The measure of man is man, not Adolph Nobody. Equanimity and temperance impossible if the crossfire syndrome dominates the discussion of public affairs. Conflict perverts the forum of opinion and makes it into a war zone, a no-man's-land. As J.S. Mill pointed out in "On Liberty," freedom is a good thing only if use of it makes us fully rounded human beings. This happens if and only if we go to the trouble of working out truth for ourselves. This is only done by avoiding the facsimile of truth, which is imitation.
"He who lets the world, or his own portion of it, choose his plan of life for him, has no need of any other faculty than the ape-like one of imitation. He who chooses his plan for himself, employs all his faculties. He must use observation to see, reasoning and judgment to foresee, activity to gather materials for decision, discrimination to decide, and when he has decided, firmness and self-control to hold to his deliberate decision. And these qualities he requires and exercises exactly in proportion as the part of his conduct which he determines according to his own judgment and feelings is a large one.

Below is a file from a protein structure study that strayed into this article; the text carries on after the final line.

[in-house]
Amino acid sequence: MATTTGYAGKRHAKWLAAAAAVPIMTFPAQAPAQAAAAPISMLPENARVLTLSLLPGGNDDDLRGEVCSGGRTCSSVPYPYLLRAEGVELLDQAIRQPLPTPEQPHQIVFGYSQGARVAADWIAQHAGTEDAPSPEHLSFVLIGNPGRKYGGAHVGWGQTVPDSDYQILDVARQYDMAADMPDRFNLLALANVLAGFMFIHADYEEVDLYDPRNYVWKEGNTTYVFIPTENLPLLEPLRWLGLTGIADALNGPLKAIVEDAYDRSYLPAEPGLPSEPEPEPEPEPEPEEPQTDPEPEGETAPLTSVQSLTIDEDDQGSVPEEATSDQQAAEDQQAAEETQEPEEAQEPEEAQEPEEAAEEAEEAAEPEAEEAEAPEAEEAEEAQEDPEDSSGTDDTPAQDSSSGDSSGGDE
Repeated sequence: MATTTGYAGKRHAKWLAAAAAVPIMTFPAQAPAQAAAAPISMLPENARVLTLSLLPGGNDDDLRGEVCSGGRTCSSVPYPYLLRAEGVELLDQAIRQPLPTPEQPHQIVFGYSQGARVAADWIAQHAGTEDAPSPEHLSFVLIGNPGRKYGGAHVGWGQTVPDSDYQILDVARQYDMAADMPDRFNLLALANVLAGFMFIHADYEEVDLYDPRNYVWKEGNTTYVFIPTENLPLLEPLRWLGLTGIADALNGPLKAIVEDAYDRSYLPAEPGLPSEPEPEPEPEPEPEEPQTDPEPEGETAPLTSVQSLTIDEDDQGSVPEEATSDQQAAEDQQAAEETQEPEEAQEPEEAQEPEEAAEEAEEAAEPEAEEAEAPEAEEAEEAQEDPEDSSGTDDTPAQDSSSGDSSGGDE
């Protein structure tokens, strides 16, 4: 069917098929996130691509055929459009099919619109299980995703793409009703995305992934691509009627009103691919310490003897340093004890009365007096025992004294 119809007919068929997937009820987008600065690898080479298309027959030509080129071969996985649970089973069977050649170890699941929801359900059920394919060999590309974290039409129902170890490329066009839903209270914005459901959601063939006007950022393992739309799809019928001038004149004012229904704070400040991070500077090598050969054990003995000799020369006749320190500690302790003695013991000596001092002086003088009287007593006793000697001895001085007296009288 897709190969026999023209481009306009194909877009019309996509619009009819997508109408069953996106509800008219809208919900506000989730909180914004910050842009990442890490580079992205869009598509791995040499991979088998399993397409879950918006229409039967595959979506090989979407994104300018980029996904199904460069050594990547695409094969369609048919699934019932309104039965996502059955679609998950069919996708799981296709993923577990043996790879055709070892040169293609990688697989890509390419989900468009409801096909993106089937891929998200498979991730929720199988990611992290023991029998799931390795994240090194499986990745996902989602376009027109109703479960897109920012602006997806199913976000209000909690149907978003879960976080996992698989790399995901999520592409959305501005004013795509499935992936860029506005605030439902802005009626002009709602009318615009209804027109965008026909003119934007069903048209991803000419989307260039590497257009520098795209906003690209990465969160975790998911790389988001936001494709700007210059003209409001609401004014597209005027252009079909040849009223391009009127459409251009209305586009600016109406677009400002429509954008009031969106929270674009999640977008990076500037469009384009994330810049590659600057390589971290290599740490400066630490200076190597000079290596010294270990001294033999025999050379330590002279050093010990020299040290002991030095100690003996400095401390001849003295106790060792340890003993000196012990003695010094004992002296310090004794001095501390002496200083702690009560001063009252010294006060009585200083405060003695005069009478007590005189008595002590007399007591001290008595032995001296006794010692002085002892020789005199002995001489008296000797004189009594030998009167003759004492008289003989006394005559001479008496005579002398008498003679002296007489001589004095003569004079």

"It is possible that he might be guided in some good path, and kept out of harm's way, without any of these things. But what will be his comparative worth as a human being? It really is of importance, not only what men do, but also what manner of men they are that do it.
"Among the works of man, which human life is rightly employed in perfecting and beautifying, the first in importance surely is man himself. Supposing it were possible to get houses built, corn grown, battles fought, causes tried, and even churches erected and prayers said, by machinery -- by automatons in human form -- it would be a considerable loss to exchange for these automatons even the men and women who at present inhabit the more civilised parts of the world, and who assuredly are but starved specimens of what nature can and will produce.
"Human nature is not a machine to be built after a model, and set to do exactly the work prescribed for it, but a tree, which requires to grow and develop itself on all sides, according to the tendency of the inward forces which make it a living thing." (J.S. Mill, On Liberty)